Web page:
Apparently the bottom of the sea, though safe to walk on, was not completely dry but a little muddy, like a beach at low tide. Reuven stepped into it and curled his lip. “What is this muck?”
Shimon scowled, “There’s mud all over the place!”
“This is just like the slime pits of Egypt!” replied Reuven.
“What’s the difference?” Complained Shimon. “Mud here, mud there; it’s all the same.”
And so it went for the two of them, grumbling all the way across the bottom of the sea. And, because they never once looked up, they never understood why on the distant shore, everyone else was singing songs of praise. For Reuven and Shimon the miracle never happened.
Reading #2 by Leadership Training Consultant Susan Beaumont
Wonder trumps anxiety. We cannot be filled with wonder and remain anxious at the same time. Wonder is the ability to feel amazement, admiration and curiosity about something. Wonder invites our best, most creative thinking. Wonder connects us with God. So how do we move from anxiety to wonder? Otto Scharmer, Senior Lecturer at MIT, speaks of three internal voices that stand in the way of wonder; the voice of judgement, the voice of fear, and the voice of cynicism. In anxious times these voices dominate our thinking and reasoning and they keep us from engaging our best, God-centered selves. In times of anxiety we must learn to release these voices.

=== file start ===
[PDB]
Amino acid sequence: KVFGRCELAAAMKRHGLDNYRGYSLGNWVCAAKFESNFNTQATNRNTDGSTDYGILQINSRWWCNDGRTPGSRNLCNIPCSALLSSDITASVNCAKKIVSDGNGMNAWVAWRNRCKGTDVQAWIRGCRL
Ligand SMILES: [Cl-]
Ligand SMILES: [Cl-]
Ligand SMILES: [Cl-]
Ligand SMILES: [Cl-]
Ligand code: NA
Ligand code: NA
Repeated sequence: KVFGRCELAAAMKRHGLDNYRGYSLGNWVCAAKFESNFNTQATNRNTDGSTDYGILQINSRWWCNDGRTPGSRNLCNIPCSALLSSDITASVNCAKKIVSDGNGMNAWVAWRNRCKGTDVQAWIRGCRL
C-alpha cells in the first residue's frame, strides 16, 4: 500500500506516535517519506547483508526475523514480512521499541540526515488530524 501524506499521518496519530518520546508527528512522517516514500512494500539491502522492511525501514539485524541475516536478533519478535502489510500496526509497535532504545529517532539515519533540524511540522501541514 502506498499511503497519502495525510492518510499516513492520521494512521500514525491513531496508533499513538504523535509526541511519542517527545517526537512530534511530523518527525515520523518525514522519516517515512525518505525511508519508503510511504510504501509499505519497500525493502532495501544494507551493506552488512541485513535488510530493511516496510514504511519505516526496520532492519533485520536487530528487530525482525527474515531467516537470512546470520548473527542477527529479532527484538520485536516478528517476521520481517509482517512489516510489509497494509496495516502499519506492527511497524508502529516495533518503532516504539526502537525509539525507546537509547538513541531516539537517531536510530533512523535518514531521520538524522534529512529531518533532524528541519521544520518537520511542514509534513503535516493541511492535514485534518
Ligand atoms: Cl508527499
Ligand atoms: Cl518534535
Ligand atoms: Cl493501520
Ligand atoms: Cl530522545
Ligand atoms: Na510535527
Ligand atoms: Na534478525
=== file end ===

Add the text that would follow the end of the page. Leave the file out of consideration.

A very gifted colleague of mine by the name of Mark Belletini wrote this: